Regarding Slasher and his sad demise (part II)

Over the years, my feisty cat Slasher slowed significantly, for which my five-year-old daughter was particularly grateful.  They had spent her first four and a half years as sworn enemies, but now, too old to hunt or even make it to the top bunk, he stayed in and spent the whole night on Josie’s bed. Sometimes, the whole day as well.  Those two were suddenly inseparable.

By late February, we knew we had an old, ailing cat, but we didn’t realize he was dying, so we headed to paradise for a family vacation. By the second night away, the catsitter was calling.  Slasher wasn’t getting up much at all anymore.  She brought his water dish onto Josie’s bed and called me to express concern.  I spent the next few days anxiously touring volcanoes or pretending to relax on the beach…then hurrying back to the rental to phone the sitter and sob.  Poor Hannah.  This was not the first time a pet tried to kick the bucket on her watch.  She stopped by twice a day and called with updates.  Since he was 18 with few systems functioning properly, we all knew what was coming.  We just wanted him to hold on until we got there.

When we arrived home, sandy and bleary-eyed, it was four in the morning.  I saw immediately that he was skin and bones, lying in a pool of urine.  I stripped the bed and cleaned him up as best I could.  I tucked Josie in fresh sheets and made a pile of baby blankets beside her for Slasher.  In the morning, I tried to move him to a cozy, waterproof spot downstairs where I could comfort him and make vet calls at the same time, but when he collapsed trying to drag himself back to Josie’s bed, I relented.

The next couple of days are a sad, sad blur.  Crying while driving.  Crying in the grocery store.  Crying at NPR stories, at the funnies, and anytime someone asked, “how are you?”  Acknowledging his distaste for the vet, we had him put to sleep at home, while we held him and stroked him.  No one could get his eyes to close, though, so he continued to stare at me in his scrappy, crusty way.  For days.

In my house, it takes quite a while to prepare for an appropriate burial.  Photographs must be taken.  A coffin must be made…and decorated…and further embellished with sparkly items.  A grave marker is necessary, as is the name plaque.  This all takes time, as you can imagine.  Time when said dead pet remains lying around our house.  I noticed that this seemed to cause other parents some anxiety, so I started to tell them about the dead cat before the playdate, and reassure them about proper handwashing, et cetera.  That only made things worse.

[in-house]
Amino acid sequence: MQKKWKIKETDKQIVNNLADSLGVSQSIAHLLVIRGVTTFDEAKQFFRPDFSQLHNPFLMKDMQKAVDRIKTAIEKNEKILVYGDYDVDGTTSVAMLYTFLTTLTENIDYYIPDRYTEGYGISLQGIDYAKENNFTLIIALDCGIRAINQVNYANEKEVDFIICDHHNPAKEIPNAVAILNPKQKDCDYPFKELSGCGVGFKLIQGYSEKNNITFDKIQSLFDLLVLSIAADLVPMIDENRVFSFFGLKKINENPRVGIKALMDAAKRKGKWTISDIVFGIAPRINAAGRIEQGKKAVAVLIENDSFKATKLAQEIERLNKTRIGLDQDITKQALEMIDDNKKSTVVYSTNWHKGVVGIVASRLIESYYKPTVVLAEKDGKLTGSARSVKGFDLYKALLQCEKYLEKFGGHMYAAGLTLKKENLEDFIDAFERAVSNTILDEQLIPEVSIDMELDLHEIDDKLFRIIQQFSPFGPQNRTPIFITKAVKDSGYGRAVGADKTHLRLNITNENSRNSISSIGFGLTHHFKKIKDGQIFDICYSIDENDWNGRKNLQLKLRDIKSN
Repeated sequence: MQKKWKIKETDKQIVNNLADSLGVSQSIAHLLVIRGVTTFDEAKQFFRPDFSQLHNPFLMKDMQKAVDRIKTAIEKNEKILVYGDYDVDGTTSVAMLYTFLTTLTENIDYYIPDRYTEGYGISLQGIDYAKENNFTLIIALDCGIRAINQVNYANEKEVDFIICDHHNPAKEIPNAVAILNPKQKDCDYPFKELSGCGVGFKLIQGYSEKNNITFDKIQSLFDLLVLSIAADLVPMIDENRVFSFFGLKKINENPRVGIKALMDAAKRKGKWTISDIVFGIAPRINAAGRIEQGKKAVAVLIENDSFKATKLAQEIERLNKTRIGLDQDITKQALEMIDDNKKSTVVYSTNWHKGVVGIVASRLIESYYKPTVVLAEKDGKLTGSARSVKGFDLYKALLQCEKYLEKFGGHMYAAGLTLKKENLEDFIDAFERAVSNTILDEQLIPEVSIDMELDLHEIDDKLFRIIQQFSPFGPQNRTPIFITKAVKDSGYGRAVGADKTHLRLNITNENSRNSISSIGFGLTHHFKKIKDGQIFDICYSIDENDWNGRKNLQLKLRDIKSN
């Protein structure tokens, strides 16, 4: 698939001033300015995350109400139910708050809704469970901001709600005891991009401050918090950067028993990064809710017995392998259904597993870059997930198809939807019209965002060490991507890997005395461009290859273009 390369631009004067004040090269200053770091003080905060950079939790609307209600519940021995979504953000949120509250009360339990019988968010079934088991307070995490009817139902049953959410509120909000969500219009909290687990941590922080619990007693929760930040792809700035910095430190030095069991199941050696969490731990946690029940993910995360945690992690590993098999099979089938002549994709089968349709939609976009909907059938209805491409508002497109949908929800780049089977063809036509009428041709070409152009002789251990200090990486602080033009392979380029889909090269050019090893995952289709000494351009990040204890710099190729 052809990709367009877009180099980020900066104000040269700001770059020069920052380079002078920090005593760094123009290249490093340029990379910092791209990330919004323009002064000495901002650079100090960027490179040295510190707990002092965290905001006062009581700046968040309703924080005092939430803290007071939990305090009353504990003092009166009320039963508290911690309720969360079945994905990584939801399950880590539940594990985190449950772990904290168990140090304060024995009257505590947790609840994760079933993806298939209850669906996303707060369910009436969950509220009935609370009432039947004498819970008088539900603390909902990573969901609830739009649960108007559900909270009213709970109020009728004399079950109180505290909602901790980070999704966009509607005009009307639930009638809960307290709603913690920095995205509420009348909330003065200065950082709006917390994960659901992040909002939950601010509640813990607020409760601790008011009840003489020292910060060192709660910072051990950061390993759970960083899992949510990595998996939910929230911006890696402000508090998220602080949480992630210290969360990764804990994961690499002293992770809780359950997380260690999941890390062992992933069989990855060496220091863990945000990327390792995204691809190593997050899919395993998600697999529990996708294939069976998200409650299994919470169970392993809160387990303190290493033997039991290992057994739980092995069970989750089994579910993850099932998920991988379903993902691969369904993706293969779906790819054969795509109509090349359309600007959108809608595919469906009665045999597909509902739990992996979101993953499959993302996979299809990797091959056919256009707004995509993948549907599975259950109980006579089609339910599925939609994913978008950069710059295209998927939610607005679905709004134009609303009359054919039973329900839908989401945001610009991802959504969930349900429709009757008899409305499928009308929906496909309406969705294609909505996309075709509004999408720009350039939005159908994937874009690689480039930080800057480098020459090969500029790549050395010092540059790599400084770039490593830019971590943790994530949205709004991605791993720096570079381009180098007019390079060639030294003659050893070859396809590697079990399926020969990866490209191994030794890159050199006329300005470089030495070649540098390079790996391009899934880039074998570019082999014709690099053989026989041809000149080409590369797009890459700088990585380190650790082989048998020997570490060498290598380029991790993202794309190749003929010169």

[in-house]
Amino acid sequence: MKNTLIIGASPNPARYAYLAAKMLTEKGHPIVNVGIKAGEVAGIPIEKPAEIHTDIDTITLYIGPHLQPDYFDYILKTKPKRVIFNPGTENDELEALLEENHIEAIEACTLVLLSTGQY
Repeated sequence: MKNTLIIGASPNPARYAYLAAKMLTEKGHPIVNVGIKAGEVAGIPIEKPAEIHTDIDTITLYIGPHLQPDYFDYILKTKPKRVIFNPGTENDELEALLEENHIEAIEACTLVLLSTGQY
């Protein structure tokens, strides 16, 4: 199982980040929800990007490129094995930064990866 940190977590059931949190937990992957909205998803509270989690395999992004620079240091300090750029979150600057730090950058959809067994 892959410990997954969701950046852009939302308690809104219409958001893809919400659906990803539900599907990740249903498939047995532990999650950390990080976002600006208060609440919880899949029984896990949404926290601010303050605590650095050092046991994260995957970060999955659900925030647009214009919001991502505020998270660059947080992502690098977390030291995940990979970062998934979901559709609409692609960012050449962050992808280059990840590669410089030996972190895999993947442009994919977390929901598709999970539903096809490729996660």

Where are you keeping him?” one mother asked, completely perplexed.  As I was answering, I realized that letting your child sleep with a dead cat was a little unorthodox. Believe it or not, it didn’t feel anywhere near as creepy as that must sound.  He was swaddled in his favorite little blanket, in a shallow wooden box, with a couple of cat toys and a fairly peaceful expression.  Except for the staring, I mean.  Josie couldn’t sleep without him there, and Slasher wouldn’t have wanted to be anywhere else, so it just made sense at the time.  I knew it wasn’t a long-term plan.  I think Josie got a couple of nights with him after he was sealed in his coffin, as well, while we prepared for the burial, but then we had to transition her to a stuffed cat, and lots of extra bedtime stories.  “Who will bury me when I die?” she asked the night after we finally laid him to rest.  I couldn’t answer.

We still miss that guy like crazy, but there’s a new cat now.  Elsie plays fetch and sleeps on my head.  She squawks and perches on my shoulder and often does that Halloween cat pose with fur on end and back humped into the air. She’s worming her way into my heart, too, but there’s no telling if she’ll schmooze and head to the bars like her predecessor.  Just got her outdoor shots and her tags, though, so we’ll know soon enough.

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Beret Olsen

Writer, photographer, teacher, and part-time insomniac.

2 thoughts on “Regarding Slasher and his sad demise (part II)”

  1. This is something I love about your family. What a person needs may make no sense to anyone outside the household, but that doesn’t matter. You do what they need, what they want, what is appropriate for that person. The needs of the individual become a part of the fabric of the group.

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